Retrieved out of the trade
On the 25th of April 2020, a pangolin was retrieved out of the illegal trade in an intelligence-driven operation by the South African Police Service (SAPS) Endangered Species Unit. Pangolins retrieved from the trade are given names of association with their retrieval location or circumstances, and this one was named Ally. In Ally’s case, her name was derived from her rescue location - the Alldays region of Limpopo Province, South Africa. She was transported by the Limpopo Department of Economic Development Environment and Tourism (LEDET) to Dr Xander de Kock, a veterinary surgeon in Polokwane. Dr de Kock phoned the acknowledged expert in the field of pangolin medicine, Dr Karin Lourens from the Johannesburg Wildlife Veterinary Hospital (JWVH). Dr K immediately left for Polokwane and arrived just before 20:00 on that Saturday evening. She has treated more than 100 Temminck’s pangolin and immediately assisted in stabilizing Ally, who was dehydrated and underweight. During an abdominal ultrasound, Dr de Kock established that Ally was pregnant, which made her treatment and recovery even more urgent. Pregnant pangolins are very rarely seen by researchers and vets, and there are no studies or documentation on the stages of development of pangolin foetuses. Because of this, the doctors had no way to determine the age of the foetus, but they could detect a normal, regular heartbeat. Once Ally was stabilized, Dr K transported her back to a secure location in Johannesburg, arriving in the early hours of Sunday morning. Ally’s road to freedom had begun.
Hospitalisation, treatment and rehabilitation
Pangolins retrieved out of the illegal wildlife trade are all compromised, with the level of compromise varying between individuals. The trauma is both physical and mental and often complicated by hidden conditions like pneumonia. Ally was no different. Not only was she also suffering from pneumonia, but she had an unborn pup to keep healthy. The news of her pregnancy was both happy and sad for the staff at the hospital as a new life is always wonderful, but the risk of Ally aborting due to stress was great. She was slowly nursed back to health, with regular blood tests, CT scans to make sure her lungs were healing as well as ultrasounds to ensure the pup was developing normally. A few days after her arrival she was stable enough to be taken out to forage – Temminck’s pangolins don’t eat in captivity; they only eat live ants and termites that they find by themselves while taken out on supervised foraging excursions. Ally’s improvement over the first week was marked. She became more confident and finally started behaving like a normal, healthy pangolin. Her lungs had cleared, and she had gained sufficient weight for Dr K to clear her for release.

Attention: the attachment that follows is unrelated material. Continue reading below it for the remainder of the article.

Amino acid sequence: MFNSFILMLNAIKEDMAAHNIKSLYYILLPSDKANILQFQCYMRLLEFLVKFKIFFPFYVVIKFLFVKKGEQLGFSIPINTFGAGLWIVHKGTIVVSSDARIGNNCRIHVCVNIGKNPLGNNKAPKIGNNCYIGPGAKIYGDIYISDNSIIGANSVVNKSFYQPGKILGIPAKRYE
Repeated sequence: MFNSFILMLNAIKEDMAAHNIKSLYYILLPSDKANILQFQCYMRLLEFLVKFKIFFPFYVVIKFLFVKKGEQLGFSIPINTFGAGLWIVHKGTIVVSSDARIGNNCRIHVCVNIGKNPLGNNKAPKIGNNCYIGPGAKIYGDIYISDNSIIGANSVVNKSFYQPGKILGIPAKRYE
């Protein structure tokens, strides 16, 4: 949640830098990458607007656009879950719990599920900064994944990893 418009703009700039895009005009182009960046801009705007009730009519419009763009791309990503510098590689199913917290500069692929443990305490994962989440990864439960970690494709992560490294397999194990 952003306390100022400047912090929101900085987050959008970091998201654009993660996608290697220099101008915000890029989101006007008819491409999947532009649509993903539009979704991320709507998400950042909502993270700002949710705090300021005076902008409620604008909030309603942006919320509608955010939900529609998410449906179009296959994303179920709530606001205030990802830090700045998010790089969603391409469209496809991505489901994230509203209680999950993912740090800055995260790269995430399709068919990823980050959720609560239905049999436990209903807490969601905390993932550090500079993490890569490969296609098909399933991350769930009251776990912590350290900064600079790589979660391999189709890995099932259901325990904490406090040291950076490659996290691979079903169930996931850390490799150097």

Facilitated release back to the wild
Ally was discharged from the JWVH on the 13th of May 2020 and moved up to her selected release site in the Limpopo Valley on the norther border of South Africa with Zimbabwe. Francois Meyer, the African Pangolin Working Group’s Limpopo Field Manager was tasked with managing this delicate release process. All our releases are facilitated processes; designed to slowly introduce retrieved pangolins into their new environments. In Ally’s case it included making certain she had access to sufficient quantities of her desired species of ants and termites and suitable refuge sites. She was fitted with two types of transmitters to ensure efficient post-release monitoring. The first was a VHF transmitter for fine-scaled tracking and the second, a satellite transmitter to locate her should she move out of the 3 km range of the VHF tags. Both tags were attached dorsally to her scales. With these, we will attempt to monitor her well-being for a year or more.